There are no new cases of COVID-19 in Newfoundland and Labrador on Monday, four months after the first vials of vaccine touched down in St. John's.
More than 100,000 Newfoundlanders and Labradorians have now rolled up their sleeves for a shot of COVID-19 vaccine.
Health Minister John Haggie announced the milestone Friday on Twitter, remarking that nearly one in five residents have received at least one dose. According to Department of Health data, as of late Saturday night, 110,047 doses had been administered, and 100,373 people have received at least one dose.
Hannah Wallace, a doctoral candidate studying immunology and infectious diseases at Memorial University, called the milestone a "fantastic start" to loosening COVID-19's grip.
But a 19.27 per cent vaccination rate — slightly higher than the national rate of 18.68 per cent — won't prevent the virus's harshest societal consequences.
"We need to reach this thing called herd immunity," Wallace said, "where enough people are vaccinated … that we're able to protect everybody else that's not able to be vaccinated."
That includes children under 16, for whom no available vaccine has yet been approved.
Herd immunity is a kind of tipping point, she explained: once enough people acquire the antibodies to fight a virus, its spread in the community as a whole peters out.
For the coronavirus, experts have projected that 70 to 80 per cent of a total population must be fully immunized to reach that point.
"This really emphasizes the need to continue to follow public health measures, because we're nowhere near that herd immunity," she said.
"Just because you've been vaccinated doesn't mean you can continue going on [with] your normal life. We don't know for sure that these vaccines prevent transmission of the virus. It's likely that they do, but it hasn't been concretely published in the literature."
The Department of Health pegs the number of residents eligible for a shot at 462,300. As of Monday morning, 144,700 doses have been shipped in, with nearly 30,000 more expected this week, according to the department's data hub.
To reach herd immunity, nearly all of the eligible population will require a vaccine. The province expects all adults to have at least one shot by July.
The Health Department hasn't yet released a timeline for full vaccination, but Ottawa has said it will acquire enough doses for that target by September.
"The light is there at the end of the tunnel," Wallace said. "We're getting closer to the end."
Eastern Health is now opening all of its COVID-19 vaccination clinics to everyone over 70 years old whether they have pre-registered for a vaccine or not. Residents in that age group no longer have to pre-register and are encouraged to book their appointment online with a personal email address, the health authority said in a media release Monday. Eastern Health said anyone who has problems booking an appointment online can call 1-833-951-3884 between 8 a.m. and 8 p.m.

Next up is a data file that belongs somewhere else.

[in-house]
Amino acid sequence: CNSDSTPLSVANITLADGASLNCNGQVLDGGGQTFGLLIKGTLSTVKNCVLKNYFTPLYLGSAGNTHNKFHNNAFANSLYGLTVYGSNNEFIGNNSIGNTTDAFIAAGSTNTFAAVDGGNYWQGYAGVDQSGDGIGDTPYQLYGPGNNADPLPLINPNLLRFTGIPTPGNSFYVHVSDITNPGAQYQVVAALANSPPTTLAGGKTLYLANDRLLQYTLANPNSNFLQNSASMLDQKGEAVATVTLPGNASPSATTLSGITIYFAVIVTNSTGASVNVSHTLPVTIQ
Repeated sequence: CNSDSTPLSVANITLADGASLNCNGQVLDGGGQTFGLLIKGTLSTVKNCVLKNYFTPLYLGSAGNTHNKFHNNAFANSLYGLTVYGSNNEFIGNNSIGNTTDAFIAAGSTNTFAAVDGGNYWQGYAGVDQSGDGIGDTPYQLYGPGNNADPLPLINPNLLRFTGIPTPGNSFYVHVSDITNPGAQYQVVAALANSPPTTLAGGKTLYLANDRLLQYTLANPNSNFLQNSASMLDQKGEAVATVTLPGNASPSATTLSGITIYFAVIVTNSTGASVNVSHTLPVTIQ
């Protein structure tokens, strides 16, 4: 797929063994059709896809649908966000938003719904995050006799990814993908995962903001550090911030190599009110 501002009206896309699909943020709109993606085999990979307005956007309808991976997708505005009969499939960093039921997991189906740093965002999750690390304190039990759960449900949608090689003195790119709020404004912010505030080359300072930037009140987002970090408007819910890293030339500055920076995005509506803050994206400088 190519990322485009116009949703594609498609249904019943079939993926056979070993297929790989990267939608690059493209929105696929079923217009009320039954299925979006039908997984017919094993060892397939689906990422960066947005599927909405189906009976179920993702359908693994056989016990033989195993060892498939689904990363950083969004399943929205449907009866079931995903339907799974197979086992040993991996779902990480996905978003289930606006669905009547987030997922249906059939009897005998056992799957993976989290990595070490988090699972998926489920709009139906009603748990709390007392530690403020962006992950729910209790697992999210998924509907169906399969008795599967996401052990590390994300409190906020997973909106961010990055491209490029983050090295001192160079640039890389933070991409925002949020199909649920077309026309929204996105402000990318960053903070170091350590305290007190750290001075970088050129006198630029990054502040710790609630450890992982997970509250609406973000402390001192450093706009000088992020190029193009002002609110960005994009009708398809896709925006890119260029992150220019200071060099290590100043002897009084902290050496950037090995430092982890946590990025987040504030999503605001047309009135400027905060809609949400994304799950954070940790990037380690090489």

Eligible residents will receive their first shot of the Pfizer-BioNTech or Moderna vaccines, and if they are unable to make an appointment at the clinic of their choice, Eastern Health said there will be more clinics announced.
Eyes on Western Health cases
Amid vaccine optimism, worries are lurking on Newfoundland's west coast after a small cluster of new cases emerged last week.
The Western Health region has had seven cases reported since Friday, and health officials are still trying to find the source of one of them.
One of those cases is a health-care worker who came into contact with colleagues, sending 13 Western Health employees into isolation.
As a result of the new cases, the health authority called for increased testing in the Corner Brook and north shore side of the Bay of Islands Monday morning, encouraging anyone who wants a swab to visit one of its clinics. Shortly before noon, Western Health announced that it was now fully booked for appointments.
The case of a man in the Western Health region in his 50s, reported Friday, has been determined to be related to travel within Canada, the Department of Health said on Monday. Another case in the region reported Friday, a man in his 40s, remains under investigation. Elsewhere, a case reported Thursday in the Eastern Health region also remains under investigation.
With respect to the cases announced in the Western Health region on the weekend, Western Health is conducting broad community testing as part of the public health investigation. These clinics are now fully booked (April 12-14). The purpose of these clinics is to get a snapshot of possible transmission within the community. If further action is necessary, residents will be advised. People are encouraged to continue following all public health guidance.
Meanwhile, Eastern Health confirmed a positive case among its staff at the Health Sciences Centre in St. John's on Friday. The health authority said fewer than 10 people, including staff and patients, at the hospital are in isolation in relation to that case. The health authority also said at the time that all test results so far have been negative. Contact tracing and testing was still underway as of Friday.
The province reported no new recoveries on Monday. There are 10 active cases in the province, with no one in hospital due to the virus.
To date, 126,932 people have been tested, including 241 in the last day.